I tried this AI program to fix a scratched-up, blurry photo of my old-country ancestors

Originally published at: I tried this AI program to fix a scratched-up, blurry photo of my old-country ancestors | Boing Boing


Yikes! It makes them look like you descended from a long line of crazed serial killers.


Réalisant mon espoir, je me lance vers la gloire, okay!


Super Troopers Reaction GIF by Searchlight Pictures


Eyes seem like they cause a lot of trouble for AI models. I’d guess it’s a combination of the fact that human brains pay a lot of attention to the details of eyes, so we notice anything “off” about them right away, and the fact that these machine learning models don’t have an underlying framework for the physiology beneath the pixels. So they don’t know, for example, that two eyes should look the same direction and everyone looks just a bit like

young frankenstein igor GIF


Fun Fact: My ex-MIL was Polish, but born in Belarus.

I do have some old pics of my native ancestors of the Navarre family. Maybe I should give it a go!

Old photos are blurry precisely because in the past, people had weird eyes. No one could stand the way their eyes looked in photos, so the cameras and film were constructed to obscure them.


The increased use of AI “image restoration” is causing some, ah, interesting issues that are only going to increase. This one in particular will result in users having mistaken beliefs in what people in old photographs actually looked like, with biases in AI coming into play. (A lot of people’s ancestors will suddenly get a lot whiter.) Recently there was a whole conspiracy theory built around people using neural network-based “image sharpening” tools that created artifacts that people believed showed real features in the image. Cops are increasingly going to be using these kinds of tools to “reveal” who the suspects are in blurry photos, and then use that completely generated image as “evidence.”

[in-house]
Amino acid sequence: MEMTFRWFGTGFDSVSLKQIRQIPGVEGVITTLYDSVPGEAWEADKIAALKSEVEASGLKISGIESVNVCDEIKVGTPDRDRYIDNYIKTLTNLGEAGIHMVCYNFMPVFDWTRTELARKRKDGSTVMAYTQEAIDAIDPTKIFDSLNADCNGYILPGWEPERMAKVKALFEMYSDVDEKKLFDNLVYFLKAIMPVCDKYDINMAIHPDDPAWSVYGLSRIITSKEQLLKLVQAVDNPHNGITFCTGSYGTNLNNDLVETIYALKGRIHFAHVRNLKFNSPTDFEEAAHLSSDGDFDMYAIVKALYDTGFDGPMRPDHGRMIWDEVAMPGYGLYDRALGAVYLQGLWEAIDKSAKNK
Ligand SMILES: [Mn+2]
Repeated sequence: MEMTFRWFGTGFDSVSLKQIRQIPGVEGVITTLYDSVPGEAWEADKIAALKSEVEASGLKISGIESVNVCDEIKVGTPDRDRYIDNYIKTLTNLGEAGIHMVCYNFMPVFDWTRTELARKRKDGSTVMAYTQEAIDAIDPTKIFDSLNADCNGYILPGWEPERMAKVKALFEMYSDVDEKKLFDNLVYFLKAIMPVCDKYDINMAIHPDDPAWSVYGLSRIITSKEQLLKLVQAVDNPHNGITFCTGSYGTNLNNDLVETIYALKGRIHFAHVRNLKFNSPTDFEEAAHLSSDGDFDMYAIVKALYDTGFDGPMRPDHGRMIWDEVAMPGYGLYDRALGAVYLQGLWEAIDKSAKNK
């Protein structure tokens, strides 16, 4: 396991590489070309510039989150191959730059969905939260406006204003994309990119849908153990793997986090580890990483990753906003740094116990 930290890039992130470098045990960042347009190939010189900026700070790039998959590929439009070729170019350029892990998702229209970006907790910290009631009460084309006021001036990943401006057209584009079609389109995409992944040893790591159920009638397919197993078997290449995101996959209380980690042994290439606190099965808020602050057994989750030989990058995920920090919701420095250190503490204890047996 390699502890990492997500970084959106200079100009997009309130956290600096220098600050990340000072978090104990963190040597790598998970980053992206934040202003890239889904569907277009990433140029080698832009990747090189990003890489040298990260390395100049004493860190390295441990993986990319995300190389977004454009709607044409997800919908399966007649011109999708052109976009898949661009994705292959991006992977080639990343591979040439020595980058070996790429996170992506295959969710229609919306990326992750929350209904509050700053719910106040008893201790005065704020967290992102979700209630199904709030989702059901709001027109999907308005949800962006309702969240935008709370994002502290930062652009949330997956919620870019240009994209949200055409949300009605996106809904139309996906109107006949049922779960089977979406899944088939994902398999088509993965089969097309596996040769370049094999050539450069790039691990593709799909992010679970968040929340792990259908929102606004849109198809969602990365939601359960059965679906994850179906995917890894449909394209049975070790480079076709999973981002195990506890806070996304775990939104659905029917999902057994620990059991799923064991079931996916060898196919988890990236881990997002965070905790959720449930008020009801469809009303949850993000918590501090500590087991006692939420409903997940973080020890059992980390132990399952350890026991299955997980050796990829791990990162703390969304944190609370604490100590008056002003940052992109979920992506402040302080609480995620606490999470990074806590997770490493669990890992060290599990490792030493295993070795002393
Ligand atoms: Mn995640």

The after pictures look too good. Skin like airbrushed magazine models.

(But the eyes … [shudder])


I find value in this maybe not so much as a old-timey photo restorer, but as a very aggressive denoiser, which might create an interesting look in some cases. Here’s a before and after of a photo I took of a friend with weird makeup:


Here’s another example, before and after, of a photo that didn’t need a lot of restoration, but was very grainy because it was taken with high ASA film. Kind of cool results. I can image doing this on individual frames of video for an interesting effect:


They made everyone look prettier, younger, and less grim than I interpret from teh originals.

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I tried a very blurry still from a VHS tape and it added lips and eyes where they don’t belong. Ha.


You don’t need AI to introduce bias. Decades ago, before AI, people created enhanced close-up images of the Dealey Plaza grassy knoll, supposedly showing a 2nd gunman.


Or just people with weak eye muscles.

Great. Now the scratches look sharper and more distinct. I though this program was designed to remove scratches?

(couldn’t be simpler, really. Take a picture. Print it on to photo paper. Scan It. Now physically damage the photo. Artificially age it. Train the model to reconstruct the scratch less photo.)

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I personally use this with great success of videos and photos.

Imagine a bad piece of taxidermy, where the most impressive aspect is that the artist procured the finest quality glass eyes, and put them in roughly the correct position…,


This is impressive. The enhanced images really do look like they match the originals.

The main problem are the eyes, which look unnatural.

Some of the issue with eyes may be from the use of blue-sensitive orthochromatic photo film which was typical 100 years ago. Colors that are close to blue will be bleached out. This is why the irises of actors from the 1920’s look so strange. The AI engine may be struggling with that if it has been trained on pictures taken with panchromatic film.